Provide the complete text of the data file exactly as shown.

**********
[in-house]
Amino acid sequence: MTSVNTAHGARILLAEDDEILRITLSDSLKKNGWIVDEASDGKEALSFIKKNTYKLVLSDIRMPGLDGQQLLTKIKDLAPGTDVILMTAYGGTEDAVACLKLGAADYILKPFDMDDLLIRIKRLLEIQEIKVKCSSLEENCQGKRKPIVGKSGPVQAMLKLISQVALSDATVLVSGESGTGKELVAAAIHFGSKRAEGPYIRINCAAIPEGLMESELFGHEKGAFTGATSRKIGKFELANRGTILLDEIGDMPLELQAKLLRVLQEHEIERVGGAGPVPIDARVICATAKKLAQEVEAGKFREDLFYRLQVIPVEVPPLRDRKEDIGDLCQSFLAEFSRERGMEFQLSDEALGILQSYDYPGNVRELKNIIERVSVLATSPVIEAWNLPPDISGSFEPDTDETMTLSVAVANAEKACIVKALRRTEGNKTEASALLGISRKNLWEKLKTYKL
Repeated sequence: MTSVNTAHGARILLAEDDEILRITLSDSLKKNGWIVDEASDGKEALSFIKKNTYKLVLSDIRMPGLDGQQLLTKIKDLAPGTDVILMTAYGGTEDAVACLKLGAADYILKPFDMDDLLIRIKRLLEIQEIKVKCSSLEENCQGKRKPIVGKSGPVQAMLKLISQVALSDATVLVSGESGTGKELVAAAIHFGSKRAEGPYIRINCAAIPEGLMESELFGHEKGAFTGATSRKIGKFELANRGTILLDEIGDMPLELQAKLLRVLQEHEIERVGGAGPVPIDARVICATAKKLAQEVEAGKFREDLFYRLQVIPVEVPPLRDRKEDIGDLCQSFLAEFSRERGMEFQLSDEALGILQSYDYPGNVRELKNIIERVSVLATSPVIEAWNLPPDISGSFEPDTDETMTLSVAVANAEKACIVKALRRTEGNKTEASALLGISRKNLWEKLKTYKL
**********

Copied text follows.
[in-house]
Amino acid sequence: MTSVNTAHGARILLAEDDEILRITLSDSLKKNGWIVDEASDGKEALSFIKKNTYKLVLSDIRMPGLDGQQLLTKIKDLAPGTDVILMTAYGGTEDAVACLKLGAADYILKPFDMDDLLIRIKRLLEIQEIKVKCSSLEENCQGKRKPIVGKSGPVQAMLKLISQVALSDATVLVSGESGTGKELVAAAIHFGSKRAEGPYIRINCAAIPEGLMESELFGHEKGAFTGATSRKIGKFELANRGTILLDEIGDMPLELQAKLLRVLQEHEIERVGGAGPVPIDARVICATAKKLAQEVEAGKFREDLFYRLQVIPVEVPPLRDRKEDIGDLCQSFLAEFSRERGMEFQLSDEALGILQSYDYPGNVRELKNIIERVSVLATSPVIEAWNLPPDISGSFEPDTDETMTLSVAVANAEKACIVKALRRTEGNKTEASALLGISRKNLWEKLKTYKL
Repeated sequence: MTSVNTAHGARILLAEDDEILRITLSDSLKKNGWIVDEASDGKEALSFIKKNTYKLVLSDIRMPGLDGQQLLTKIKDLAPGTDVILMTAYGGTEDAVACLKLGAADYILKPFDMDDLLIRIKRLLEIQEIKVKCSSLEENCQGKRKPIVGKSGPVQAMLKLISQVALSDATVLVSGESGTGKELVAAAIHFGSKRAEGPYIRINCAAIPEGLMESELFGHEKGAFTGATSRKIGKFELANRGTILLDEIGDMPLELQAKLLRVLQEHEIERVGGAGPVPIDARVICATAKKLAQEVEAGKFREDLFYRLQVIPVEVPPLRDRKEDIGDLCQSFLAEFSRERGMEFQLSDEALGILQSYDYPGNVRELKNIIERVSVLATSPVIEAWNLPPDISGSFEPDTDETMTLSVAVANAEKACIVKALRRTEGNKTEASALLGISRKNLWEKLKTYKL